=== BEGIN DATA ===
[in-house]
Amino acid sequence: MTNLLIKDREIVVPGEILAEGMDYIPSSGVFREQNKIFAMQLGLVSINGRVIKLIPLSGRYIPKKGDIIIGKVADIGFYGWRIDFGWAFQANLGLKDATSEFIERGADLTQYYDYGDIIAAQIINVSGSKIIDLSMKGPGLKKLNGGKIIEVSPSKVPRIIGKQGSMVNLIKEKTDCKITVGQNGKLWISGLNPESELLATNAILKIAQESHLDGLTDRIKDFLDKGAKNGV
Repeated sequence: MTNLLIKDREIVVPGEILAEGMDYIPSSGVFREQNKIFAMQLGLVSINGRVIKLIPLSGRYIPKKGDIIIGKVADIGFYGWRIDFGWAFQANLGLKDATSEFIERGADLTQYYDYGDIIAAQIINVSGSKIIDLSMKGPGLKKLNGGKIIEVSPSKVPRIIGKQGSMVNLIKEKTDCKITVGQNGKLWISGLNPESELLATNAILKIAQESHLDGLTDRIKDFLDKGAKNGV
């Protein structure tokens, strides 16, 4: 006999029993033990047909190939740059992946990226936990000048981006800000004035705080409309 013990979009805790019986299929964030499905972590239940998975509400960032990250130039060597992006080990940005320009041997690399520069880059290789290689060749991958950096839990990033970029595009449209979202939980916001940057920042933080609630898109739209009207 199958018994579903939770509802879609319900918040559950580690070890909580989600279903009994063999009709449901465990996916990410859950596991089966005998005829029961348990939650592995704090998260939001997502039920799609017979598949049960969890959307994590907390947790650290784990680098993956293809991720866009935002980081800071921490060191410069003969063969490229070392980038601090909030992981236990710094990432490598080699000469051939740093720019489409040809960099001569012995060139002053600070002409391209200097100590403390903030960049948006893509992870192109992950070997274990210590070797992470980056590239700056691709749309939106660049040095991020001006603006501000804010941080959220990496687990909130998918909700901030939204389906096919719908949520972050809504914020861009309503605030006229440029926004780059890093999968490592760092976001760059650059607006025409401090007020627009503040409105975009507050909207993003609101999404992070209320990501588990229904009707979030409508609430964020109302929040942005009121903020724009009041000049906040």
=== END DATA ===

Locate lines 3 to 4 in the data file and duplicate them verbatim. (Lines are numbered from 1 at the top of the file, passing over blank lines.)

Repeated sequence: MTNLLIKDREIVVPGEILAEGMDYIPSSGVFREQNKIFAMQLGLVSINGRVIKLIPLSGRYIPKKGDIIIGKVADIGFYGWRIDFGWAFQANLGLKDATSEFIERGADLTQYYDYGDIIAAQIINVSGSKIIDLSMKGPGLKKLNGGKIIEVSPSKVPRIIGKQGSMVNLIKEKTDCKITVGQNGKLWISGLNPESELLATNAILKIAQESHLDGLTDRIKDFLDKGAKNGV
């Protein structure tokens, strides 16, 4: 006999029993033990047909190939740059992946990226936990000048981006800000004035705080409309 013990979009805790019986299929964030499905972590239940998975509400960032990250130039060597992006080990940005320009041997690399520069880059290789290689060749991958950096839990990033970029595009449209979202939980916001940057920042933080609630898109739209009207 199958018994579903939770509802879609319900918040559950580690070890909580989600279903009994063999009709449901465990996916990410859950596991089966005998005829029961348990939650592995704090998260939001997502039920799609017979598949049960969890959307994590907390947790650290784990680098993956293809991720866009935002980081800071921490060191410069003969063969490229070392980038601090909030992981236990710094990432490598080699000469051939740093720019489409040809960099001569012995060139002053600070002409391209200097100590403390903030960049948006893509992870192109992950070997274990210590070797992470980056590239700056691709749309939106660049040095991020001006603006501000804010941080959220990496687990909130998918909700901030939204389906096919719908949520972050809504914020861009309503605030006229440029926004780059890093999968490592760092976001760059650059607006025409401090007020627009503040409105975009507050909207993003609101999404992070209320990501588990229904009707979030409508609430964020109302929040942005009121903020724009009041000049906040």